Observe how the pictures are cut into each other. The faster-paced the film, the quicker and sharper the cuts. The slower the pace, the more quiet, sensitive, romantic it is, the slower the pictures cut into each other, perhaps fading out and in from scene to scene. then you’ll have at least 30 different types of fades to choose from… all elements which help you create your own style of video production.
Okay, here’s what you need. Any decent video camera will do. I suggest the GoPro Hero 2. Without going into specifics, It’s built for action and can shoot in 2 separate wide-angle styles, or regular. It records pretty decent live sound and can give you the high-definition, wide screen 1080 look that will play beautifully on your flat screen hi-def TVs. You can hand-hold it, mount it on your forehead, on a helmet, on the handlebars of a dirt bike or snowmobile, or stick it on a pair of skis or water skis. $300 for the camera and most of the mounts. Oh, and it has a separate plastic case for underwater shooting. I’ve tried it, it works great. And its battery charges off any laptop. I’ve shot nearly an hour of video with it and there was still a little room on the card, still a little left in the battery. A phenomenal camera for the money.
The laptop I have is a MacBook Pro, the 15″ screen version. I highly recommend it, as it has iMovie, the software that is so easy to edit video with. It also has Garage Band, which will record and mix your original composition to the video, if you feel so inclined. However iMovie will give you plenty of options for music and sound effects. You can also record your narration into the video track without buying a mic or owning any other outboard gear. The quality of all this is outstanding, and your results will be surprising on even your first attempt. With iMovie you can complete your video, mix your audio and get a finished video that you can export in several forms to a half dozen locations… including a DVD. Send it to youtube, Vimeo, Facebook… wherever.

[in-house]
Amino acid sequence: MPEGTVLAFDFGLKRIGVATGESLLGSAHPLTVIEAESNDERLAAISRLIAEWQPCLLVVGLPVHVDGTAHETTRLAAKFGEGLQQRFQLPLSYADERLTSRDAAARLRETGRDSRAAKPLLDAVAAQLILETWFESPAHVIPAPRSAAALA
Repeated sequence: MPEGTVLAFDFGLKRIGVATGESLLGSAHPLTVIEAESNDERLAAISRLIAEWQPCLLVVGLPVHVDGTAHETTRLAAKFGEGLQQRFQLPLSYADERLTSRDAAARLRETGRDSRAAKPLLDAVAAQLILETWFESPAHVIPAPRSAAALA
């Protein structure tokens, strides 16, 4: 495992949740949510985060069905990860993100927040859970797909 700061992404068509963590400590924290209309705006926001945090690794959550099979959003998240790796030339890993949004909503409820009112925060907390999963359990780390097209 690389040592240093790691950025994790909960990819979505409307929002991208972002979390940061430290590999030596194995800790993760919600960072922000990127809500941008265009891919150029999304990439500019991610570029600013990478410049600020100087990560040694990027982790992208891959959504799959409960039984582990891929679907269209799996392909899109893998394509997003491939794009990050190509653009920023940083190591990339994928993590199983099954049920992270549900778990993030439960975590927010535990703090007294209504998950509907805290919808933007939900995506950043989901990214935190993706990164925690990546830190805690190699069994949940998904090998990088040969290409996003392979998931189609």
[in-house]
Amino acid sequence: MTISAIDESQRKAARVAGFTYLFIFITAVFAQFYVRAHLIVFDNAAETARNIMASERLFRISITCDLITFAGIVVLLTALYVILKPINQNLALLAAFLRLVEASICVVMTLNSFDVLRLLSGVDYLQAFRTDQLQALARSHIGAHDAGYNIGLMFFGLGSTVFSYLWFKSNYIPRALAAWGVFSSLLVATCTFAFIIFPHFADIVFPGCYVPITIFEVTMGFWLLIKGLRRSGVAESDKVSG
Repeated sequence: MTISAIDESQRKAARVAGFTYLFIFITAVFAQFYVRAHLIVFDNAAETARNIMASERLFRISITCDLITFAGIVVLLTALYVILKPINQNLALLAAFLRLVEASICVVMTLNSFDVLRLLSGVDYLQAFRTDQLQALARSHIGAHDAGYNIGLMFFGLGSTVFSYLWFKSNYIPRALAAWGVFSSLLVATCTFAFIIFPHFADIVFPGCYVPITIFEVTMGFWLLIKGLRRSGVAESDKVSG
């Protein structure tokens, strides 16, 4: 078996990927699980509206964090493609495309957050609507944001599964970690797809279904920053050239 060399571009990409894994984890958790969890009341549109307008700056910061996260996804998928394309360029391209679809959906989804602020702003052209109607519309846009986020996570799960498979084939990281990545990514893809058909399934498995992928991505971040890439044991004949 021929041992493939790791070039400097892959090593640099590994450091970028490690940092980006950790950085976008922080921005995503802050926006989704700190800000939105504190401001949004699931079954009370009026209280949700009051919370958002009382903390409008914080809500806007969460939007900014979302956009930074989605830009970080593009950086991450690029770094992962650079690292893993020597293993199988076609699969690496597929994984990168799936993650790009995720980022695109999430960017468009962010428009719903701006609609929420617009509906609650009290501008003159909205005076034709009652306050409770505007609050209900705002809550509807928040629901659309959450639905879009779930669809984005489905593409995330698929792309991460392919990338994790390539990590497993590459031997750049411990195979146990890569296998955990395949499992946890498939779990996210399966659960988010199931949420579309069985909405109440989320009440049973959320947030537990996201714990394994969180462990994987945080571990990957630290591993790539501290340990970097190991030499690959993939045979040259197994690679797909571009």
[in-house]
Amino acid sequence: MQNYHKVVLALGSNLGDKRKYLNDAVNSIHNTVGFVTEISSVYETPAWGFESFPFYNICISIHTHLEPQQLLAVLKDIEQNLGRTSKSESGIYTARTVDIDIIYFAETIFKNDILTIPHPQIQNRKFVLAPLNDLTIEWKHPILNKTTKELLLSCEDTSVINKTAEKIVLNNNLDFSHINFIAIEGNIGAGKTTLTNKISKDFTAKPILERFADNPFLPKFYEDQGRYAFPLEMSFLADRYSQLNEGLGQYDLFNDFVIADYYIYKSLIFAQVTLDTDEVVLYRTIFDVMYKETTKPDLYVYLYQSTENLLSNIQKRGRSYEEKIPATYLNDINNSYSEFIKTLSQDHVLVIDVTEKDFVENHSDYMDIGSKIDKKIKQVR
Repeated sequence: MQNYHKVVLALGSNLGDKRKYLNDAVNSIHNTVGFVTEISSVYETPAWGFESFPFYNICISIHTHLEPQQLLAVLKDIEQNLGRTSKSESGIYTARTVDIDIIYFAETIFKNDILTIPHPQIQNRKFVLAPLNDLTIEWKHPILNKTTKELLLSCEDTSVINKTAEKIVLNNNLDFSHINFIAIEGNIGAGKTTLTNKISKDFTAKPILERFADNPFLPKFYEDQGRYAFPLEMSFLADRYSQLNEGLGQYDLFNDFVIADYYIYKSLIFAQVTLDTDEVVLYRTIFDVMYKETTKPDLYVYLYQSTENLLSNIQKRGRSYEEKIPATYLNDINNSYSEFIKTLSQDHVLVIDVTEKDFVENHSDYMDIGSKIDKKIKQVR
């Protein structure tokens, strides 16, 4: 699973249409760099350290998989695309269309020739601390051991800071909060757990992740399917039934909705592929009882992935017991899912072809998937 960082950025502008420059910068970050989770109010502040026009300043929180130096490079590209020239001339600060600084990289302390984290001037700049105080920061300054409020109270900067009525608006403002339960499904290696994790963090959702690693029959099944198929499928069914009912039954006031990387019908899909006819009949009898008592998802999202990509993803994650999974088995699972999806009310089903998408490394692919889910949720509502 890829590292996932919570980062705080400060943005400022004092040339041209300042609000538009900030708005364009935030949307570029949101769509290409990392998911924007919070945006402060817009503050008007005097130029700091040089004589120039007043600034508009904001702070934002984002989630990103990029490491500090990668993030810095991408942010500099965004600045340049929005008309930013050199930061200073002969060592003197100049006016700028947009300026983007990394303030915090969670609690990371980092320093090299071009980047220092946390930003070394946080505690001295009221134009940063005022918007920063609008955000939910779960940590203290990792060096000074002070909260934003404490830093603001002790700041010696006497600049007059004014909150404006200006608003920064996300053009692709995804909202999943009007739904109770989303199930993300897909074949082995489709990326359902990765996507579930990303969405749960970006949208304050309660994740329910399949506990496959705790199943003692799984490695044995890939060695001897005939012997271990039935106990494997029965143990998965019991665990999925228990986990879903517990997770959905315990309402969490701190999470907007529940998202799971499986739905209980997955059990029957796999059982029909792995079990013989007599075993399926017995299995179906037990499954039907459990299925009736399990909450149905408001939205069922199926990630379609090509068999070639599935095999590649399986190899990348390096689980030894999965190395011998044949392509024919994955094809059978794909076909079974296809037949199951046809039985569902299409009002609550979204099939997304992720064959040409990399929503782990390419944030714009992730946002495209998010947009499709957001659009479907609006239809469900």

For $2,000 you have a fine video camera and a portable video edit and finishing suite. Pretty powerful. Check out a few trailers I did, simply using the available templates in iMovie.
It is so much fun, and a great hobby. As you learn and experiment, your friends will look at you and say things like, “YOU did THAT??” It’s fun, it’s creative. You can document your child’s growth with real style. Or maybe you can document your own growth… whatever. It’s a great way to spend some free time, and the tools have never been so good.
2 Replies to “So You Want To Make Movies…”
Forgot one thing: develop a life long artistic sensitivity. That YOU have done beautifully and perhaps not so easily and quickly acquired.
Well, there IS that, Martha. I did probably 500 scores to short films & documentaries in my career, and did get a feeling for the potential of beauty and emotion in pictures. Turned out to be valuable experience for my new hobby. Artistic sensitivity is a wonderful gift… a lifelong trek into the mists of “what if” for most of us. In that regard, an artistic sensitivity usually translates across the board in our lives, touching our lives and changing us, making us better… many times in spite of ourselves. Thanks for your comment, Martha. I believe you have also developed an artistic sensitivity.